Thursday, January 5, 2012

Four Economists Come Together to Say ‘We Agree’

by Claudia Goldin, William Nordhaus, Richard Schmalensee and Anil Kashyap


January 5, 2012

“If you laid all the economists in the world end to end, they still wouldn’t reach a conclusion.” This old joke still works because it reflects a common belief that economists can’t agree on anything important. Yet the four of us are part of a project that we believe will demonstrate that this proposition is wrong.

Each week since late September, along with 37 other economists at top universities, we have been answering questions on major public policy issues. These include the predictability of the stock market, the best design for health insurance and the effect of China’s managed exchange rate. You can find our answers (and sign up to be notified of future poll results) here.

Why are we taking the time to do this? Although we can’t speak for the other distinguished panelists, the four of us are tired of seeing our profession’s views misrepresented in policy discussions.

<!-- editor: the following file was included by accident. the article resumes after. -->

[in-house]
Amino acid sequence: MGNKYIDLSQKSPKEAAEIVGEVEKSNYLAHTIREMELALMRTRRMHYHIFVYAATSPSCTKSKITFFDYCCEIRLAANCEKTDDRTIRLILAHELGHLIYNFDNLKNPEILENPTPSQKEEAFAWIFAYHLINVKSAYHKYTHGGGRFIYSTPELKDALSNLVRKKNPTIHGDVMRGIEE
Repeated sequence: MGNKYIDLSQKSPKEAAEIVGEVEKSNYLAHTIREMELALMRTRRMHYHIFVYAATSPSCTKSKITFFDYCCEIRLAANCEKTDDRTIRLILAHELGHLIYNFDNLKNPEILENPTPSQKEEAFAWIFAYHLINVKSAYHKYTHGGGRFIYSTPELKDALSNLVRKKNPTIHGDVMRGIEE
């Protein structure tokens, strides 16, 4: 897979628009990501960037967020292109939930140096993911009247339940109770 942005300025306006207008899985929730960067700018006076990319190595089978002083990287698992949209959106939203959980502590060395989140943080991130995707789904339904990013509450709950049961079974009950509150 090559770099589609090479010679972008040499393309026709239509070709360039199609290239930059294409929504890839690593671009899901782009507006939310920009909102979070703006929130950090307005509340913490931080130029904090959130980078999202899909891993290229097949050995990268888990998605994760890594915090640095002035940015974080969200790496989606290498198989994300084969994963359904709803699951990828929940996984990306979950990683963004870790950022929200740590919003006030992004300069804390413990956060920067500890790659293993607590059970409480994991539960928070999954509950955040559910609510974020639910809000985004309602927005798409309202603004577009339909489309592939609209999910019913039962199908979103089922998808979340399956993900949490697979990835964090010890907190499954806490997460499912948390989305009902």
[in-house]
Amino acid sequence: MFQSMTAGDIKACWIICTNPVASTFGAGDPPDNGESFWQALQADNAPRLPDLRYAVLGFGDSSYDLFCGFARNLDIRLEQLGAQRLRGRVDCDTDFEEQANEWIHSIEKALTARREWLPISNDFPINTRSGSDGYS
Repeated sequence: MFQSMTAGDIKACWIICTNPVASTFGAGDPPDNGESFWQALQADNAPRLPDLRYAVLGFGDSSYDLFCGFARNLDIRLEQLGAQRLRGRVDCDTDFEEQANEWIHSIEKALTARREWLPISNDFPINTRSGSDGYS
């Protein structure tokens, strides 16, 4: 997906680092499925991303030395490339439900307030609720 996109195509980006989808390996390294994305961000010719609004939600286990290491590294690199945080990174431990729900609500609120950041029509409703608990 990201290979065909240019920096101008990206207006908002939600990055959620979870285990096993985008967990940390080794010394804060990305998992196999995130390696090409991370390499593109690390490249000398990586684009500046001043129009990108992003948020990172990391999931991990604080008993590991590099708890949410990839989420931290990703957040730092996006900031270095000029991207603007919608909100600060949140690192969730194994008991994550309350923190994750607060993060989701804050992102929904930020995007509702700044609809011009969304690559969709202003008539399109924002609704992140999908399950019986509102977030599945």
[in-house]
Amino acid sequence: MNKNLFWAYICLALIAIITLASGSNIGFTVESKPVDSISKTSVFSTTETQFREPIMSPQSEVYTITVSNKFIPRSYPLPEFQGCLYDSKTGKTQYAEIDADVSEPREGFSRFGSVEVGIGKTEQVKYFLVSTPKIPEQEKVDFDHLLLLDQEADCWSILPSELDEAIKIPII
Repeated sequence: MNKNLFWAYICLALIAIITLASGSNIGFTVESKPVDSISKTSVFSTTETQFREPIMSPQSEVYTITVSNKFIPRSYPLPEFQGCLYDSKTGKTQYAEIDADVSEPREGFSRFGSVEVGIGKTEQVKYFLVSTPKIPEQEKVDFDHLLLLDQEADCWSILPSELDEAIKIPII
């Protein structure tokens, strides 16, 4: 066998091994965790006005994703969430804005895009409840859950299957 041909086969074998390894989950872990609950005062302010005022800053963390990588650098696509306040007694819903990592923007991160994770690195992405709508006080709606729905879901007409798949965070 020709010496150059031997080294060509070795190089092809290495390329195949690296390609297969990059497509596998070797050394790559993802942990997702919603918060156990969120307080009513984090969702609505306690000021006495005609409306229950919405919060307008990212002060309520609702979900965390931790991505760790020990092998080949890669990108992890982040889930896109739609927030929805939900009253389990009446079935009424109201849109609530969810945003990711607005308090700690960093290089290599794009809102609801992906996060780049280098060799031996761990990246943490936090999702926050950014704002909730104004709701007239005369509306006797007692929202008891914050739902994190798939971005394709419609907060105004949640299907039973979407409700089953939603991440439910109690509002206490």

We think there are two main reasons for the distortions. The first is the conventions of journalism itself: Although there are notable exceptions, most journalists have limited training in economics, and those who edit the articles often have even less. Hence, out of an understandable but misguided sense of fair play, there is a bias toward wanting to show both sides of an issue. When, for example, an economist tells a journalist the equivalent of 1+1=2, the writer, in an effort to provide “balance,” will often include a quote from someone who says that 1+1=3.

Second, editorial boards don’t want wishy-washy, hedged opinions. As a result, op-ed pages are more likely to publish someone advocating an unequivocal position than someone who offers a more nuanced argument. This favors fringe views. A position that sounds new, yet is completely untested, is all the more enticing to editors, so long as it appears to challenge mainstream views.

We don’t claim that there is research-based consensus among economists on all important policy questions. But even when there is broad agreement (say, 1+1=2), the news media rarely makes it clear that such a consensus exists.

To overcome this problem, we rely on a phenomenon that is often called the “wisdom of crowds” effect. It is based on the observation that the collective judgment of a diverse group of people about a question is almost always better than the answer of any single person from the group. (Think of the accuracy of the “Ask the Audience” lifeline in the game show “Who Wants to Be a Millionaire.”)


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